Jeff Bower Rumors
The Pistons announced their 100,000-square-foot facility in partnership with Henry Ford Health System last month and released artist’s sketches, but many of the details of what will go into the future home of the team – offices for basketball operations and the business side will move to the Detroit campus as well as the team’s practice headquarters – are still in development. “We’re still in the design phase,” general manager Jeff Bower said. “We’re still adding and researching different components. Things will change, but not substantially.”
One feature of the new practice facility will be two regulation-size NBA courts side by side. Their current practice facility on the grounds of The Palace has only one court with baskets at each end and an additional basket on either side of the half-court line extended. “We’ve got four baskets when we shoot (in drill work),” Van Gundy said. “You’ve got to make sure all four baskets are working on the right side so you’re not bumping into each other. Now you’ve got a lot more room to do things. And we’ve also done a lot of after-practice playing on days we’re light. Eight of the lower-minute guys are playing full court while other guys have to wait if they want to shoot. Now they wouldn’t have to, so there’s actually a lot of benefit to it.”
Van Gundy dispelled any notion that Drummond was being shopped or is on the verge of being dealt. General manager Jeff Bower has brought nothing to him regarding a serious Drummond trade proposal. “Jeff talks to virtually every team in the league all the time. As I’ve said before, every name on our roster has come up. That’s his job. That’s what we’re supposed to be doing. There hasn’t been a serious discussion about Andre, but that doesn’t mean there haven’t been discussions about Andre. The concern, I guess, would be from Andre’s standpoint if nobody had any interest in him.”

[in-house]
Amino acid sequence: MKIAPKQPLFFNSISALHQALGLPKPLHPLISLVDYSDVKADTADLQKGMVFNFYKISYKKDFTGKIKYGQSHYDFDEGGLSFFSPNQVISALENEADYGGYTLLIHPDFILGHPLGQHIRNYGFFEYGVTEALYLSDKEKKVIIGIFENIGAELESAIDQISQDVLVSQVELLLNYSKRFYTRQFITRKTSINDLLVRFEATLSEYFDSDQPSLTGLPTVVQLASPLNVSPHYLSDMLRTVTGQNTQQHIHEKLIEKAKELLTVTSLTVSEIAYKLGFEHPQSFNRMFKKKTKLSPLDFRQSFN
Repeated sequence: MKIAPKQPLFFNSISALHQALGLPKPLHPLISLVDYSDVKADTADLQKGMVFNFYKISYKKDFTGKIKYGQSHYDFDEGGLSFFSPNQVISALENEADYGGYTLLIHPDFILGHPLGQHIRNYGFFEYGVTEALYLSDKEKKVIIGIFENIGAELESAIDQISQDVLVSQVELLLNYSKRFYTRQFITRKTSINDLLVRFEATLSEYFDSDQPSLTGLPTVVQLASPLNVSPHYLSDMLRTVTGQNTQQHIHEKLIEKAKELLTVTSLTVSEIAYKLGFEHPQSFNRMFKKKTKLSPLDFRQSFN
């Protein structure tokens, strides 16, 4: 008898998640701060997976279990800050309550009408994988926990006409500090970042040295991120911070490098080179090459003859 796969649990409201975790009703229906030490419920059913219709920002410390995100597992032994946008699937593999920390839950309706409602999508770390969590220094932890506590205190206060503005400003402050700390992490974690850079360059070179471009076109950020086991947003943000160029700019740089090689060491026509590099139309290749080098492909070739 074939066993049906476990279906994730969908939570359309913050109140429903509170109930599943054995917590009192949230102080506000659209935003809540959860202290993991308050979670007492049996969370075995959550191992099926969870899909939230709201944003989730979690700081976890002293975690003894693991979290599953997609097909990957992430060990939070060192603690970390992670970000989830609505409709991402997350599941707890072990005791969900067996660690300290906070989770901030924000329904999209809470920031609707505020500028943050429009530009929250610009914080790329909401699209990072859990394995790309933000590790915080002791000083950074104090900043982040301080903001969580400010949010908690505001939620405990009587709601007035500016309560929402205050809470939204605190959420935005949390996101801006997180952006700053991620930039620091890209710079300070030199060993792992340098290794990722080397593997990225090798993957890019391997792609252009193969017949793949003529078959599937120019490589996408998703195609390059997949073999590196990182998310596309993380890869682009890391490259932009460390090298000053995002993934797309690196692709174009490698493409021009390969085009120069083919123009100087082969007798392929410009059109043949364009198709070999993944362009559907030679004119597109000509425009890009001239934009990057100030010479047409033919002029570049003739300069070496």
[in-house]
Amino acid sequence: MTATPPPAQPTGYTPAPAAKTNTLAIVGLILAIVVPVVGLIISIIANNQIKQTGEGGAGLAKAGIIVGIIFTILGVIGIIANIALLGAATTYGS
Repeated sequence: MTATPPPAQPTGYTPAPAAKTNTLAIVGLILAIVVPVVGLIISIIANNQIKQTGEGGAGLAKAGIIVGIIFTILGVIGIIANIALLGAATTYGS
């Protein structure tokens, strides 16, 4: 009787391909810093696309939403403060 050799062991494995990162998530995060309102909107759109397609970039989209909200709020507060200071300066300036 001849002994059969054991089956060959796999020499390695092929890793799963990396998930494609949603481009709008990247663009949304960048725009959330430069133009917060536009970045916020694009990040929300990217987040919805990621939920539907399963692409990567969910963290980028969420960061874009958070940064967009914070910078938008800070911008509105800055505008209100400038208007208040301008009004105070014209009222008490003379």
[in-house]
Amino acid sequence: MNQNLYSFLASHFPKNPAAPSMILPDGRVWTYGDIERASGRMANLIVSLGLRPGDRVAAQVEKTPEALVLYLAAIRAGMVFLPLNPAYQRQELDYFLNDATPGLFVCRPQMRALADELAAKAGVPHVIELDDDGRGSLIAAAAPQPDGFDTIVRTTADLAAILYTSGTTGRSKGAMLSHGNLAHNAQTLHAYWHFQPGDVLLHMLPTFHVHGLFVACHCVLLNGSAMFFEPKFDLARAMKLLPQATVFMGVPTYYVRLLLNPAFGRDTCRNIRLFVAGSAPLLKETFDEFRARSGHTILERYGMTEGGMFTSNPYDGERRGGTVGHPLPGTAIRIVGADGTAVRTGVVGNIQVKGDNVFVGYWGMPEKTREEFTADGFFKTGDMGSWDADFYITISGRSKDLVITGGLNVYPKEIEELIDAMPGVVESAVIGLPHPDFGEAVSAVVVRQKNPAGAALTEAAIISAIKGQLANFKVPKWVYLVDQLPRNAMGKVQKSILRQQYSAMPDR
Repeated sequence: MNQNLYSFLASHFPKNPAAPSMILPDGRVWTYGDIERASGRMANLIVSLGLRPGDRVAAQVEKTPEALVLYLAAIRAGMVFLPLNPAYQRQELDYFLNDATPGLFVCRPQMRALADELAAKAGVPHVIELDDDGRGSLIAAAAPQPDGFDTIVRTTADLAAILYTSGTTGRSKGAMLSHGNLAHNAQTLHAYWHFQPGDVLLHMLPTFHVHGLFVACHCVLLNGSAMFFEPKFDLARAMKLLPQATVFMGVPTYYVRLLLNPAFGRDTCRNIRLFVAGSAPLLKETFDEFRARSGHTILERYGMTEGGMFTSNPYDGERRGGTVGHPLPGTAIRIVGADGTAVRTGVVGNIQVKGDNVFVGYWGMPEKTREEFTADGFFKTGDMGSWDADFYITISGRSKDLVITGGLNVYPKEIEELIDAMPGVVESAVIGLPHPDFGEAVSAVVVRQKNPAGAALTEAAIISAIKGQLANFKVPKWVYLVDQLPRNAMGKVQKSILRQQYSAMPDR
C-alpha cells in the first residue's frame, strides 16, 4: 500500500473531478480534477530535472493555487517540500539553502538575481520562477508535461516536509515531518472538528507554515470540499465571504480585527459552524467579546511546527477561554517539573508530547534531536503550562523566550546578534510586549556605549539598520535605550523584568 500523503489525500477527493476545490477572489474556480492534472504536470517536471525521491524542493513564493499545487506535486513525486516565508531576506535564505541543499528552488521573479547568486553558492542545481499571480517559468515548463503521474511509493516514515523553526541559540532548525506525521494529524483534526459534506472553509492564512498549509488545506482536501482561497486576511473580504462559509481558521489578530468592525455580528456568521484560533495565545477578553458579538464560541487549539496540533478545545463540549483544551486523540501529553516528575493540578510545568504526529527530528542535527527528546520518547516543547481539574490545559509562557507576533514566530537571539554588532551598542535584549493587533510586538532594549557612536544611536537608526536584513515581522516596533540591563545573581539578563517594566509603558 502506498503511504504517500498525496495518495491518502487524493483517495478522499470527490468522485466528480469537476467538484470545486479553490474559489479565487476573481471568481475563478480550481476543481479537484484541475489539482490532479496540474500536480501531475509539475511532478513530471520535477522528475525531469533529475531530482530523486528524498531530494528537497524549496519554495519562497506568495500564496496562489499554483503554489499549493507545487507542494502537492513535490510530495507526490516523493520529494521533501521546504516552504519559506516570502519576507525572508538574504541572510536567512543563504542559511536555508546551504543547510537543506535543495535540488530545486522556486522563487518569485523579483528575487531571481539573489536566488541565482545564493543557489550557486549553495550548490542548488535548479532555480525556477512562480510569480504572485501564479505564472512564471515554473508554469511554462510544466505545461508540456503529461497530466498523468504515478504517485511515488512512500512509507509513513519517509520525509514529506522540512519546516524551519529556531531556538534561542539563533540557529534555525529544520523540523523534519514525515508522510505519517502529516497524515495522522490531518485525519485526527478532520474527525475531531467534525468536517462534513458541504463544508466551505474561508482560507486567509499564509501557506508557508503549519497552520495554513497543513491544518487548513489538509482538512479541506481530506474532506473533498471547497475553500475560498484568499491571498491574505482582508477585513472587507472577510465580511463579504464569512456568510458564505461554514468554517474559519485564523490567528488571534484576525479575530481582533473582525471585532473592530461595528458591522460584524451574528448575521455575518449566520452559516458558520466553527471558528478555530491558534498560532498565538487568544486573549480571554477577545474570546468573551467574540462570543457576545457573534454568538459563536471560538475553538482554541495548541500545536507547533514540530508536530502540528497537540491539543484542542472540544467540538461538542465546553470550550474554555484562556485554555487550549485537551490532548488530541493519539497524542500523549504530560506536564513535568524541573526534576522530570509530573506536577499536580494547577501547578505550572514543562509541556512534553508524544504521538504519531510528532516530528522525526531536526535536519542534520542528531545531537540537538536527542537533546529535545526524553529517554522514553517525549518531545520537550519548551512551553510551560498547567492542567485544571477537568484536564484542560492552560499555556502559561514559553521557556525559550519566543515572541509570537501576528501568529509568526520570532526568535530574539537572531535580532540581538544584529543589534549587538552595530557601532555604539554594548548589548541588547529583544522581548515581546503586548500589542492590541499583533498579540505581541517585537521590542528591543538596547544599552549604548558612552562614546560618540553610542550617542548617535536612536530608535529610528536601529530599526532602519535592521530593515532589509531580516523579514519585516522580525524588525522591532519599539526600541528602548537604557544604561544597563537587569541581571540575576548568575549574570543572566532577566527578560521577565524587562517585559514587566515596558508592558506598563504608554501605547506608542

Van Gundy said general manager Jeff Bower is doing his due diligence with teams. “Jeff is in constant contact with every other NBA team as he should be,” Van Gundy wrote. “That is normal NBA personnel work. Nothing more. Nothing less.”
Keith Langlois: I do think the Pistons are probably at a point where Van Gundy and general manager Jeff Bower wouldn’t be quite as opposed to trades that represent at least a slight risk to the future. Key word: “slight.” I don’t think you’re going to see them dangling a No. 1 pick for a rental if they’re scrapping for a playoff berth. One example that comes to mind: the Milwaukee Bucks, at 26-25, sent a 19-year-old Tobias Harris (and Beno Udrih) to Orlando at the 2013 trade deadline for free-agent-to-be J.J. Redick. The Bucks finished 38-44 and got swept in four double-digit losses to Miami in the first round and then saw Redick leave as a free agent. (They then drafted Giannis Antetokounmpo, so I guess it all worked out OK.) That’s the type of trade I wouldn’t see them making.
Keith Langlois: The picture likely will be much clearer for them and help dictate their course. But I’d put the odds of Stan Van Gundy and Jeff Bower dealing a No. 1 pick as somewhere between “remote” and “snowball’s chance in hell.”